The reality of Obamacare today is made worse by its origins. The President pursued the legislation despite the fact that never enjoyed the majority support of the American people, who were reeling from the Great Recession and seeking economic leadership. In the end Obamacare represented the first social legislation to pass Congress on a party-line vote in American history.

And that is why Obamacare is the Big Lie.  A progressive ideological passion to reorder American medicine, sold by a lie to a trusting American public, borne out in the law’s underlying policies and regulations; all known to the Administration more than 18 months before program was rolled out. A time, incidentally, when the American people were going about choosing a president.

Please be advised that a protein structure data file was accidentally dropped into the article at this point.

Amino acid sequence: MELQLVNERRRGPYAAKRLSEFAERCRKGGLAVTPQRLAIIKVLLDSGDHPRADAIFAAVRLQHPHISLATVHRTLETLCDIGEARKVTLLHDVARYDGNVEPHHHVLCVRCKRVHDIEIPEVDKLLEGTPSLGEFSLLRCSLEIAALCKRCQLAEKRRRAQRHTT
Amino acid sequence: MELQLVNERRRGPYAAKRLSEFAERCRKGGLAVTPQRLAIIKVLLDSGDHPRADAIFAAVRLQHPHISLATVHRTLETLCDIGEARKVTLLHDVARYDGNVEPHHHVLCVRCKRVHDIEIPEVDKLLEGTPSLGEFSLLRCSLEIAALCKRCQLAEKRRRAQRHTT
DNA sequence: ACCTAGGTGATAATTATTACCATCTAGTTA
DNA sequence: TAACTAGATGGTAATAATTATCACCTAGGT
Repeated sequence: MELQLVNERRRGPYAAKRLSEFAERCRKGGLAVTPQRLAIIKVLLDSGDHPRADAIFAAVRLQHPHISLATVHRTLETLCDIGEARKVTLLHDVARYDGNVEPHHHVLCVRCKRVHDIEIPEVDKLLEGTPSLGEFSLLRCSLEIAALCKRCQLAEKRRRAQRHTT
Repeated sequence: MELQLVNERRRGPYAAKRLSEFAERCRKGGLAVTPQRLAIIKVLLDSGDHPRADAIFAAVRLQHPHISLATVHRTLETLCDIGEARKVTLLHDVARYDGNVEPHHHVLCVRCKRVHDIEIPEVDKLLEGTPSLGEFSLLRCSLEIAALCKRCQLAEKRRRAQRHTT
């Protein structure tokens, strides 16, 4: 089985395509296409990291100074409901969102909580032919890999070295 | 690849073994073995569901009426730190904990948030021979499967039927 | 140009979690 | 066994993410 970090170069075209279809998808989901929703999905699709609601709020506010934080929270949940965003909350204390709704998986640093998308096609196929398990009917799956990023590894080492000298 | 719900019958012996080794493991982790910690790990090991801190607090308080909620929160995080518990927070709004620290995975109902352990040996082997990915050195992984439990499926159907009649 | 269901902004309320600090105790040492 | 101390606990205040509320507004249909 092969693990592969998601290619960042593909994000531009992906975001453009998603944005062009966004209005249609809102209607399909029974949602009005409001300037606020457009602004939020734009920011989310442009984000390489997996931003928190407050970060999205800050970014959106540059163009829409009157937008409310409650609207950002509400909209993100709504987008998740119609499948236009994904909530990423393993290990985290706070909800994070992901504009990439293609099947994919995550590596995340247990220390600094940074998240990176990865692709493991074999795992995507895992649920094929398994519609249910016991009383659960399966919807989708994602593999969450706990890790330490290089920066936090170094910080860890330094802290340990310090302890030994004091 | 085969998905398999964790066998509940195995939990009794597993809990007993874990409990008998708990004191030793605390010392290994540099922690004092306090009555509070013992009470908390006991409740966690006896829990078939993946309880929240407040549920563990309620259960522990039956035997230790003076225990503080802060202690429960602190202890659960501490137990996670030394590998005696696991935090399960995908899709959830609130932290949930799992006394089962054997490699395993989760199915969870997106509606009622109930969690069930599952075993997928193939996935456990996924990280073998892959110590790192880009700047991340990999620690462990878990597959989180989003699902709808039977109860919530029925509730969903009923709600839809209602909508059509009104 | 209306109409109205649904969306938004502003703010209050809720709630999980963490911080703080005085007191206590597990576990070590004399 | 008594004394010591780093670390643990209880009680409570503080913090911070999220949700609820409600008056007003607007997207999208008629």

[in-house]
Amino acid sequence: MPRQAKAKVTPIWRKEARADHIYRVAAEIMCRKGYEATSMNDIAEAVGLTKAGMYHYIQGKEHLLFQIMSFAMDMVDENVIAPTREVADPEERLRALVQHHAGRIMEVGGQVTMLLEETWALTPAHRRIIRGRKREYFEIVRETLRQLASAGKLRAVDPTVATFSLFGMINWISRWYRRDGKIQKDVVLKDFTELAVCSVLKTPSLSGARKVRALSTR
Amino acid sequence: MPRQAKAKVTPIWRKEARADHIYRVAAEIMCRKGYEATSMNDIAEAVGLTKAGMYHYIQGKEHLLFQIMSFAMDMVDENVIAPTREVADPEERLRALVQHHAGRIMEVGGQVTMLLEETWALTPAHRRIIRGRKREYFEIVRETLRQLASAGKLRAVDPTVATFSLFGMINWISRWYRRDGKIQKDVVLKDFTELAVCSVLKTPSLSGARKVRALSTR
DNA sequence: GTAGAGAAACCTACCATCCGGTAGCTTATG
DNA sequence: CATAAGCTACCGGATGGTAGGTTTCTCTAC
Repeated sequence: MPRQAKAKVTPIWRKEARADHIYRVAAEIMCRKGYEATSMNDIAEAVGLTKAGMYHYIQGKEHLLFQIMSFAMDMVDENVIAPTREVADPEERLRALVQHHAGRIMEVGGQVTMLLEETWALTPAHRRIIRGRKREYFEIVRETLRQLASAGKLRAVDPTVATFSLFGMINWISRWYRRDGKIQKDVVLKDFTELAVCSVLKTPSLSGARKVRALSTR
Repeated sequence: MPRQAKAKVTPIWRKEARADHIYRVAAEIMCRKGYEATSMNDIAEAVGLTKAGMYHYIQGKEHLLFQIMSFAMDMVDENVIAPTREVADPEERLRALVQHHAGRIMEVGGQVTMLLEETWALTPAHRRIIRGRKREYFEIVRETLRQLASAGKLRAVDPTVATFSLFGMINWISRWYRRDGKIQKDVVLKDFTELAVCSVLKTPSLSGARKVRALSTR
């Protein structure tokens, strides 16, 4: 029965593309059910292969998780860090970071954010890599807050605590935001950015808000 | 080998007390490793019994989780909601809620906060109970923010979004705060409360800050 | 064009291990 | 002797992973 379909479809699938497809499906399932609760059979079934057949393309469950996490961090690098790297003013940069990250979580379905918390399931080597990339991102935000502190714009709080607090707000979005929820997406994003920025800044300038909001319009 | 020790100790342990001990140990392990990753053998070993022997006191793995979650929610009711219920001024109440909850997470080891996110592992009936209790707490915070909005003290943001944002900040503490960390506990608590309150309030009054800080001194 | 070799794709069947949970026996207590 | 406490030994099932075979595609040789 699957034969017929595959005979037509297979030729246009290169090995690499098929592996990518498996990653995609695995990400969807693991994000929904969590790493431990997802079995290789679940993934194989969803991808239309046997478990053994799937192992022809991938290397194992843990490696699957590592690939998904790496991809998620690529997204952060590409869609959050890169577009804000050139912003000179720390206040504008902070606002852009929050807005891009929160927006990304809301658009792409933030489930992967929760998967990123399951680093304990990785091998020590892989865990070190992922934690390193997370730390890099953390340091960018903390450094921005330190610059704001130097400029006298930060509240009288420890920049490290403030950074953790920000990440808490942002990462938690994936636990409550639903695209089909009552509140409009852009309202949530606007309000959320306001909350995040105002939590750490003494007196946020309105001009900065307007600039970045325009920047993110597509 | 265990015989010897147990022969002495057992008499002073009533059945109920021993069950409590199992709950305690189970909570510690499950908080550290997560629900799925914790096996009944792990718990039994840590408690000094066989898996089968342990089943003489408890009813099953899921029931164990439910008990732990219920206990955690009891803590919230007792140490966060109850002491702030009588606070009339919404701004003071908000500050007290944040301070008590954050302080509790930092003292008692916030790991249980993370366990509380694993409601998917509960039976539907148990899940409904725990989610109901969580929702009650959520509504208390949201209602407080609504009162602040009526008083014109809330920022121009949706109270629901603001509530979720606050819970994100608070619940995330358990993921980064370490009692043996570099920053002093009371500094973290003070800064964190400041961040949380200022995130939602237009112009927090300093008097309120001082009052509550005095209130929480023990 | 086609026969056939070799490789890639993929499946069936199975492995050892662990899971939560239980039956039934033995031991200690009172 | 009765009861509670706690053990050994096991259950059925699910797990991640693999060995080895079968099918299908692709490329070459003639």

A better example of contempt for the government’s end of the social contract is hard to imagine. And this is where we are, entering 2014.

Whether by purpose or implication, our American social contract is under assault.

When the government unilaterally adjudicates the application of constitutionally protected due process for American citizens in government-sanctioned killing, our social contract is under assault.

When the government is free to monitor, steal and store our electronic lives without specific cause or warrant, our social contract is under assault.

When the government is free to intimidate reporters and suppress political advocates, our social contract is under assault.